Post-operative morbidity after surgery for femoral neck fracture in the elderly includes pulmonary dysfunction and mental confusion, which may be made worse by pain and opioids. Continuous blockade of the lumbar plexus may be better than conventional opioid-based methods of post-operative pain relief, with their inevitable systemic side effects [1-3]. Nonsteroidal anti-inflammatory drugs certainly reduce pain and the need for opioids after major orthopaedic surgery [4-6].
This study was designed to evaluate the analgesic effect of continuous blockade of the lumbar plexus as an adjunct to rectal acetylsalicylic acid after surgery for femoral neck fracture under spinal anaesthesia.
Patients and methods
Twenty patients with femoral neck fractures were included in the study. Informed consent was obtained from all patients, and the study was approved by the local Ethics Committee and the Danish National Health Service.
Premedication consisted of diazepam 0.25 mg kg−1 orally 1 h before surgery. Before the operation a catheter was placed in the fascial sheat of the femoral nerve. The femoral artery was identified just below the inguinal ligament and a 14 s.w.g. intravenous (i.v.) infusion cannula (Viggo, Sweden) was inserted just lateral to the artery. The femoral nerve was identified with a nerve stimulator (Biometer, Denmark) and a catheter (Portex, epidural, 16 s.w.g.) was inserted and advanced 8-15 cm cranially. All patients underwent spinal anaesthesia with 3.5 mL bupivacaine 0.5%. During operation the patients received oxygen 3 L min−1. Immediately post-operatively, the patients were randomly allocated (Medstat computer program, ASTRA, Denmark) to receive either bupivacaine (bolus: 0.4 mL kg−1 bupivacaine 0.5%; continuous infusion: 0.14 mL kg−1 h−1 bupivacine 0.25%) or saline in identical volumes via the lumbar plexus catheter. Infusions of bupivacaine or saline were maintained for 16 h postoperatively. Patients, recovery staff and observers were blind to the solution used.
All patients received 1.5 g acetylsalicylic acid by suppository every 6 h beginning immediately after operation, which is routine in this department. Patients received 2.5 mg morphine i.v. on demand for the first 2 h after operation, and 0.125 mg kg−1 morphine intramuscularly (i.m.) on demand for the next 14 h. This was administered by recovery ward nursing staff, experienced in the treatment of post-operative pain.
The demand for morphine in the first 16 h after the operation was recorded. Pain severity was expressed by the patient on a visual analogue scale (0-100 mm: 0 mm, no pain; 100 mm, worst pain imaginable) at 0, 2, 4, 6, 8, 12 and 16 h after surgery. Cutaneous sensation to pin prick in the areas innervated by the femoral and obturator nerves and the lateral cutaneous nerve of thigh was sought. Nausea and vomiting, haematomas at the site of the femoral catheter, and the need for catherization of the urinary bladder were recorded.
Data are described by median and range. The Mann-Whitney U-test and Friedmann's two-way analysis of variance were used for statistical calculations. The level of significance was P<0.05.
The two groups of patients were comparable (Table 1).
The median use of morphine in the first 16 h was 12.5 mg (range 0-29 mg) in patients receiving saline (P=0.24). No significant differences in visual analogue pain scores were observed between the groups (Fig. 1).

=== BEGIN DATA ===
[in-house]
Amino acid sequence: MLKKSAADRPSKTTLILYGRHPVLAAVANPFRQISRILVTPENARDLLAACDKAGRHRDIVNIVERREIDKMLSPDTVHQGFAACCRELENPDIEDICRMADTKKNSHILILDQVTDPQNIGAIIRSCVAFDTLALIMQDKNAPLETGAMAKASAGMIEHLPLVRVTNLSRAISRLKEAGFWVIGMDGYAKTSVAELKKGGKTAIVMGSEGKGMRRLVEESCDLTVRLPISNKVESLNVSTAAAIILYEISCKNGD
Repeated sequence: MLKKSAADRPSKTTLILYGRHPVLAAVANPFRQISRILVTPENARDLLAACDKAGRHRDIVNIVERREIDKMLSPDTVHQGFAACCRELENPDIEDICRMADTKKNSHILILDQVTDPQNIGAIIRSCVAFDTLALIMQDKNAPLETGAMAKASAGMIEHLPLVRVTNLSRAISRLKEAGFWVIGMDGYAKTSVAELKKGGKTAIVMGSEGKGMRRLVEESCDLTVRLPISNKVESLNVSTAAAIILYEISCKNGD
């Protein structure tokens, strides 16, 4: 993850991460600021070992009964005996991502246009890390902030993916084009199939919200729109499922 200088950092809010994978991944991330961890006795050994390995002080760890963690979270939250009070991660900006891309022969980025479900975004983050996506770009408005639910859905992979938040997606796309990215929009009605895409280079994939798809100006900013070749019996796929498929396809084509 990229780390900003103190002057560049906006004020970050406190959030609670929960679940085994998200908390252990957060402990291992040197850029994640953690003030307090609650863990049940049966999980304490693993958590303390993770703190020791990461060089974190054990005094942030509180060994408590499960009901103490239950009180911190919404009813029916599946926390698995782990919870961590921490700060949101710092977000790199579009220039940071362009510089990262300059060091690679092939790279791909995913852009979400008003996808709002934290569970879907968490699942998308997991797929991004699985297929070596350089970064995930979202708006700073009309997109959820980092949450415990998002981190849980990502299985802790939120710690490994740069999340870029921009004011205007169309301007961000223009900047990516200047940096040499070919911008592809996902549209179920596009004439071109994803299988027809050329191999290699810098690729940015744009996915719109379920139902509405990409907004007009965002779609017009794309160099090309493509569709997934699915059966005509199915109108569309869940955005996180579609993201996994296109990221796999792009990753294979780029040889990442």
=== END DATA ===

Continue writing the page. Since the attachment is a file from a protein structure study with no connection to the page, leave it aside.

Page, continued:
Nine of the 10 patients receiving bupivacaine, were analgesic to pin prick in the distribution of all three nerves. The other patient was analgesic only in the distribution of the lateral femoral cutaneous nerve of thigh. No patient treated with saline was analgesic.
Two patients in each group experienced nausea and vomiting. One patient in each group developed urinary retention requiring catheterization. There were no haematomas at the site of the femoral catheters.
A combination of different analgesics or methods of pain relief may be better than single-drug regimens. The additive effects of combining neural blockade by cryoanalgesia with non-steroidal anti-inflammatory drugs (NSAID) have been shown . Spinal anaesthesia using a long-acting local anaesthetic provides more prolonged post-operative pain relief than general anaesthesia, and fixed NSAID regimens are effective for post-operative analgesia after major orthopaedic surgery, reducing opioid requirements by up to 60% [4-6].
There is a worry that peri-operative NSAIDs may increase the risk of bleeding . In this study, signs of impaired coagulation were not sought, but NSAID (acetylsalicylic acid) was given after surgery.
Blockade of the lumbar plexus, in uncontrolled studies, was claimed to be effective after surgery on the femoral neck [1-3]. In a recent randomized study, lumbar plexus blockade combined with subcostal nerve block reduced the opioid requirement following surgery for femoral neck fracture under general anaesthesia . In other controlled studies, continuous blockade of the lumbar plexus reduced pain and opioid requirements after knee arthroplasty  and open knee surgery . However, we saw no advantages of continuous lumbar plexus blockade, either in opioid requirements or pain scores, nor in the frequency of adverse effects.
The power of our study was low since only 20 patients were included (Type 1 error: 5%, Type 2 error: 10%), but we were interested only in a large (>50%) reduction in morphine consumption and pain intensity because the use of resources (application of a catheter, use of infusion pump) and the invasive nature of the method have to be balanced against any possible advantages.
In conclusion, the addition of continuous blockade of the lumbar plexus to post-operative rectal acetylsalicylic acid provides no important additional pain relief after surgical correction of a fractured neck of femur under spinal anaesthesia.
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